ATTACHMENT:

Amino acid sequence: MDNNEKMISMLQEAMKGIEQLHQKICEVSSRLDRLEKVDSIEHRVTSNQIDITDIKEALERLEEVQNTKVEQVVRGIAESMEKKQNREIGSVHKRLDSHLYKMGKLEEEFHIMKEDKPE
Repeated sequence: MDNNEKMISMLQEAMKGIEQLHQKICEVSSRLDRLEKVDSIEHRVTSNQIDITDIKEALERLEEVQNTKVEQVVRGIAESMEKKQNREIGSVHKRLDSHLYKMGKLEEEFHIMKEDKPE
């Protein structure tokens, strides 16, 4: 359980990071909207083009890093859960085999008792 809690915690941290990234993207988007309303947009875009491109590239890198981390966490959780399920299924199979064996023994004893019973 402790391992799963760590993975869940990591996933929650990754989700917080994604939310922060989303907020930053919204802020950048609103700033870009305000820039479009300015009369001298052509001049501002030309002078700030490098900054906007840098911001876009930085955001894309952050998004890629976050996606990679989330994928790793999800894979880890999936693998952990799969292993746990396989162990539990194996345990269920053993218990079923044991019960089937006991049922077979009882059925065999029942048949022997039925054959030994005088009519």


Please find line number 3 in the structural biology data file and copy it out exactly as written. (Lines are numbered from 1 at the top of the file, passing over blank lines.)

């Protein structure tokens, strides 16, 4: 359980990071909207083009890093859960085999008792 809690915690941290990234993207988007309303947009875009491109590239890198981390966490959780399920299924199979064996023994004893019973 402790391992799963760590993975869940990591996933929650990754989700917080994604939310922060989303907020930053919204802020950048609103700033870009305000820039479009300015009369001298052509001049501002030309002078700030490098900054906007840098911001876009930085955001894309952050998004890629976050996606990679989330994928790793999800894979880890999936693998952990799969292993746990396989162990539990194996345990269920053993218990079923044991019960089937006991049922077979009882059925065999029942048949022997039925054959030994005088009519």